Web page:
Support for students with learning disabilities expanded through OTF grant 

Source: Twitter.com/ Learning Disabilities Association of Halton-Hamilton

By Saeed Akhtar, Local Journalism Initiative, The Milton Reporter

As Covid-19 affected education of children and adults alike around the globe, people with learning disabilities were at a bigger disadvantage due to the fact that people suffering from such impairments already have a difficulty in performing their daily activities.

Canada was no exception to this and government initiatives helped organizations to do more for such students.

In 2021, the Learning Disabilities Association of Halton-Hamilton (LDAHH) received a $70,400 Resilient Communities Fund grant from the Ontario Trillium Foundation (OTF), a government agency.

LDAHH is a registered nonprofit organization that works to provide education to people with learning disabilities, all the while advocating for more initiatives for such people.

With OTF’s support, LDAHH has adapted their program delivery from in-person to online, and has built their fundraising capacity to respond to increased demand for service amidst the COVID-19 pandemic.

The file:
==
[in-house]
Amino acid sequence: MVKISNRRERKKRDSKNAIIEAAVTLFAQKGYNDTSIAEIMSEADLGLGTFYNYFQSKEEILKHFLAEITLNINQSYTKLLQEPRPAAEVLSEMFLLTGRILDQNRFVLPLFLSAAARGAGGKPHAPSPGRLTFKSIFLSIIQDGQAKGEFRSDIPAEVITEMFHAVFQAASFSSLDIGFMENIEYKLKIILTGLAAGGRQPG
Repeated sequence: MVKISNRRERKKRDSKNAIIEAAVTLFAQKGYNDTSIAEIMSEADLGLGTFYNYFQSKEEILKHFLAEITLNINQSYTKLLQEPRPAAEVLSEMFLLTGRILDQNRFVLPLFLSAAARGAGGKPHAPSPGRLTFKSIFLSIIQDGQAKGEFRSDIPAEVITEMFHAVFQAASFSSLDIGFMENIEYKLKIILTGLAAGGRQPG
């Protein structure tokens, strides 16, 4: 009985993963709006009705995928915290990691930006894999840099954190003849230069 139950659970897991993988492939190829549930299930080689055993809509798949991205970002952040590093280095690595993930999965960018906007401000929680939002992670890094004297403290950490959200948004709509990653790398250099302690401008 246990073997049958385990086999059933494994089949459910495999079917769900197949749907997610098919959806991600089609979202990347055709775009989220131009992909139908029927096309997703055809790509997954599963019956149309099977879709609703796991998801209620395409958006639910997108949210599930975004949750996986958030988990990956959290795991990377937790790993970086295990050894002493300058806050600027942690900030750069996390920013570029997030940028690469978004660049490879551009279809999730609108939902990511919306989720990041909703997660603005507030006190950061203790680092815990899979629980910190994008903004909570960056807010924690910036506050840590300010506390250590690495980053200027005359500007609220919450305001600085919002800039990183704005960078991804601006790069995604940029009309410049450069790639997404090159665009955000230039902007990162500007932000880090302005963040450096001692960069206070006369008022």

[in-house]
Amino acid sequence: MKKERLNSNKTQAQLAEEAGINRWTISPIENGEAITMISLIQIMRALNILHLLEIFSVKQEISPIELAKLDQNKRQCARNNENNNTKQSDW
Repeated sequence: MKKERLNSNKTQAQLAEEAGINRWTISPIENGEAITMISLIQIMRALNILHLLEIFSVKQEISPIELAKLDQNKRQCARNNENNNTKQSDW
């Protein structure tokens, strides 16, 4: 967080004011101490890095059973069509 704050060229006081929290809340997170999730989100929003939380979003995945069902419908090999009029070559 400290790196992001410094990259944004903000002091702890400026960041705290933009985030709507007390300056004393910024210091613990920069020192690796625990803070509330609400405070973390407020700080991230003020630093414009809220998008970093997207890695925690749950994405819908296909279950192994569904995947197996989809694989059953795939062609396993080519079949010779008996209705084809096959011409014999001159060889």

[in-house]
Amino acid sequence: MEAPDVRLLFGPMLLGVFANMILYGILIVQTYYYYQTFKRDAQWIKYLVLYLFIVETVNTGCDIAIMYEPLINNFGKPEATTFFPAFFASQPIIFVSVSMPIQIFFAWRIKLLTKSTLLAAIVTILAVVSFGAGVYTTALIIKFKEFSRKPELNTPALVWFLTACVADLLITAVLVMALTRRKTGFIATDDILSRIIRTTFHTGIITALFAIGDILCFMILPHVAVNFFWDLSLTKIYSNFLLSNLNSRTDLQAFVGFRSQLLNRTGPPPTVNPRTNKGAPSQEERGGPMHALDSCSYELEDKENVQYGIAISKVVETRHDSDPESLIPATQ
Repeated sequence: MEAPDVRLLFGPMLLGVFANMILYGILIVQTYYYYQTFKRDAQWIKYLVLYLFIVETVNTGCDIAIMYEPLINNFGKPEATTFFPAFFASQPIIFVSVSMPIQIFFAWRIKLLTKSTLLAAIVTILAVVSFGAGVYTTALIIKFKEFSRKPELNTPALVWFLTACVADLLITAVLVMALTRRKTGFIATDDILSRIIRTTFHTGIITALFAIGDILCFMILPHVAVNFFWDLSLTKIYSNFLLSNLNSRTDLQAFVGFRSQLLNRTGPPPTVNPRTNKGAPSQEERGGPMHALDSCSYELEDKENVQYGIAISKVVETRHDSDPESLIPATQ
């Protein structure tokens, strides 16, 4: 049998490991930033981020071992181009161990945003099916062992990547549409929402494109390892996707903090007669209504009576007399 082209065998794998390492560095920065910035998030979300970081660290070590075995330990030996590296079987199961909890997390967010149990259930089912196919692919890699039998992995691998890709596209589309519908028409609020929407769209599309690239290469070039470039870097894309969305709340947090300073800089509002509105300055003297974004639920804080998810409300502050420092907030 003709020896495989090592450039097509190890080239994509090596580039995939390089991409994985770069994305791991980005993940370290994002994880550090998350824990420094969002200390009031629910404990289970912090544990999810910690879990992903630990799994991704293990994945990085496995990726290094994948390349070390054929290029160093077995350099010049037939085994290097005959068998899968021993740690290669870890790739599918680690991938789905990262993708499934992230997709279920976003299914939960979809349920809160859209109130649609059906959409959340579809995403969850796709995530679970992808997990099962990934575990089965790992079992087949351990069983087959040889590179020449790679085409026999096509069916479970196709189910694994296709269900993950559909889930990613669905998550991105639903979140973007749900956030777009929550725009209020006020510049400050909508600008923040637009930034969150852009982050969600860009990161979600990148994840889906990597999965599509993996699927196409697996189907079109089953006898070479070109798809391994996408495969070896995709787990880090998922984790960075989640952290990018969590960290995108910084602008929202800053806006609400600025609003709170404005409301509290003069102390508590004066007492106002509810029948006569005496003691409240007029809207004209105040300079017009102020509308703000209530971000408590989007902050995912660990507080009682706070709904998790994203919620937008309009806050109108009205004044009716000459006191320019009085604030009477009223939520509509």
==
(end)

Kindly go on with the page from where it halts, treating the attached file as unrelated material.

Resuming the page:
“It’s so important for students with learning disabilities to learn in the ways that work for them so they can reach their full potential,” said Jane McKenna, the MPP for Burlington.

A 2021 study in the British Medical Journal found that people with learning disabilities, if they contracted Covid-19, were five times more likely to be admitted to hospital. This underscored the urgent need for stepping in to reduce the burden on the health system, saving precious lives, and to maintain the routine learning path for people with such impairments.

“Since the pandemic began, LDAHH has tripled their programs, reaching nearly 10 times more students. The funding provided by OTF has helped Alison and her team support students with LDs to get back on track so they can go to college, university or enter a career in the skilled trades”, said McKenna.

While the government funding supported LDAHH in its operations, it also worked to make its funding more sustainable by launching a fundraising plan and several other initiatives.

“This grant from the Ontario Trillium Foundation has provided support that our community of students and parents urgently needs,” said Alison Brindle, Executive Director of LDAHH. “As students with LDs continue in-person learning, we’re ready to provide them the support they need and recuperate learning loss that has occurred during the pandemic.”